As I started my pharmacist foundation training year (formerly known as the preregistration year) at Bradford Royal Infirmary, Yorkshire, I was involved in managing the care for a large number of patients on antimicrobial treatment. I actively took part in antibiotic audits as part of my role, where I reviewed the appropriateness of treatment in accordance with local guidelines. Vancomycin was a commonly prescribed drug on many of the wards I worked on and was nearly always given inappropriately, with doses rarely given promptly. On a number of cases, trough levels were taken several hours after their due time and many clinical staff were not entirely aware of how they would manage patients on the medicine.
Having had a good feel of this clinical area, I decided to make it my responsibility to investigate further. I liaised with Alison Haigh, the antimicrobial pharmacist at Bradford Teaching Hospitals NHS Foundation Trust, on how we could explore this. We ran a report on the trust’s electronic prescribing system to identify all the patients who were prescribed vancomycin over a three-year period — the period of time since the system went live.
I wanted to keep the study simple to establish a baseline, so I focused on a set list of parameters to help with this. Inclusion criteria for the study comprised adult patients (aged 18 years and above) prescribed IV vancomycin who were not receiving dialysis. Exclusion criteria comprised paediatric patients and patients who were treated with dialysis, as separate guidelines were available for these groups of people. I then selected 25 patients at random. Information regarding drug indication, weight, serum creatinine, doses administered, date of doses, infusion start and end times, serum trough levels and time of serum levels were documented.
After further analysis of the 25 patients, only 10 of them met the criteria we were looking for. Across the 10 patients, 26 trough levels were obtained — only 5 of which reflected accurate trough level readings according to the current guidelines. Out of these 5 results, only 2 of them illustrated infusions that delivered accurate doses over the correct time period. No patient was treated in complete accordance with the trust guidelines.
I noticed there were many reasons for inaccurate dose administrations and trough level readings. In four instances, a lack of nursing staff was responsible for late trough level readings. In 5 cases, ‘Nursing Judgement’ was documented as the reason for late dose infusions with no explanation as to what decision was made to delay treatment. Most dose adjustments made after the loading dose were generally done incorrectly. In 2 cases, doses subsequent to the loading dose needed to be reduced but this did not happen. In one instance, the initial loading dose was one band too high as the patient’s renal function was not considered.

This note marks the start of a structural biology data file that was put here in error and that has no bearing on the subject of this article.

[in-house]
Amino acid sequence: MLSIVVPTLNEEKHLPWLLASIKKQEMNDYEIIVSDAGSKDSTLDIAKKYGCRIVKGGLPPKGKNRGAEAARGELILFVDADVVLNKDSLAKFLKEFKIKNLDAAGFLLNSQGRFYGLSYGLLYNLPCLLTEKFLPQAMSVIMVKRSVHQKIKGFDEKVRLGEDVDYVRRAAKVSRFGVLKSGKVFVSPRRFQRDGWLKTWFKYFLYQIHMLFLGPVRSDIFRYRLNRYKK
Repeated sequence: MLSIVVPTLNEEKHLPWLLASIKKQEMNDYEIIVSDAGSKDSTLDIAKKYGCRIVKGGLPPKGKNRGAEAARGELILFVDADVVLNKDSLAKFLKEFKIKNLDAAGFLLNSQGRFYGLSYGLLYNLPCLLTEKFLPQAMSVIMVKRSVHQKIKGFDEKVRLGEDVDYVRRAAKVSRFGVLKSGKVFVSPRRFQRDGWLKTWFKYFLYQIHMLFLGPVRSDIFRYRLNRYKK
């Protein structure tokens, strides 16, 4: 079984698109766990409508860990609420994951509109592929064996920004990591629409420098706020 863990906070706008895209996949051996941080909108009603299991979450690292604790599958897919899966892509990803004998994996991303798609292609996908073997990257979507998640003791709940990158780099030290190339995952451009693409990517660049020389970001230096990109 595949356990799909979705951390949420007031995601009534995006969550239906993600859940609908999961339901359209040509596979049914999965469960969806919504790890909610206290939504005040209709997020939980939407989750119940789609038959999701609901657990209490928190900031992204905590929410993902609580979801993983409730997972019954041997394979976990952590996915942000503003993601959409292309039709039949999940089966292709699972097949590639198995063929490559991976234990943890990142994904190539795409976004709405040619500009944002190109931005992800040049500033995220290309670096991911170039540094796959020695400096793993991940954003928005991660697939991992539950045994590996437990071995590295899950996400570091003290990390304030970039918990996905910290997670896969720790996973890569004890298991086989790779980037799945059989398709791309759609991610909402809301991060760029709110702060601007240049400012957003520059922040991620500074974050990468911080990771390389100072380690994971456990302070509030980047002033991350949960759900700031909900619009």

According to the electronic prescribing system, doses were not administered correctly, mostly owing to them being ‘early/late dose’. Early/late doses were a result of nursing judgements (n=5), standardisation of administration times (n=5), the drug not being available (n=1) and no IV access (n=1). The documentation of one patient included many entries from doctors and medical staff asking for timely trough levels. Only one out of the 4 levels obtained was correctly taken. Two patients had no trough level monitoring results on the system. One patient was repatriated from a different trust and so only had one infusion of vancomycin at Bradford Royal Infirmary. Their trough level reading was therefore classed as negligible.
Using a pharmaceutical care plan for every patient prescribed IV vancomycin looks like a sensible idea. This will help to illustrate which parameters need particular attention and will allow healthcare professionals to tick these off as they manage their patients care. A powerplan can also be used on the electronic prescribing system. This will flag vancomycin if it is prescribed for a patient, which can prompt healthcare staff to put the necessary interventions in place to avoid errors (i.e. to take timely trough-level readings).
I learned a lot in this experience. I did not realise how many errors happen when administering medicines to patients until you look back and analyse how things have been done. The NHS is definitely stretched at the moment — that’s something that everyone can agree on. Bradford Royal Infirmary is unfortunately no exception to this, and most (if not all) other NHS trusts are likely to be in the same boat.
Several different reasons have contributed to non-compliance to trust guidelines in this study and you can argue that general staff shortages, lack of understanding and poor documentation have been the main offenders. It is very likely that the situation will be the same elsewhere, so other hospitals should carry out their own audit to see how well they are following their policies.
Since the study, the pharmacy team has been better informed on what to look out for when dosing and monitoring vancomycin. Posters have been put up around the department and staff have been encouraged to educate other members of the interdisciplinary team on how to accurately manage patients on treatment. I have since left the trust; although I discussed plans with Alison about re-auditing after six months to see if improvements have been made. I admit it will probably take a lot of time for staff to adopt their practice owing to the reasons mentioned above; however, it’s one giant step towards optimising patient’s medicines and improving health outcomes.
Uwaise Rehman, now a clinical pharmacist at Bradford District Care NHS Foundation Trust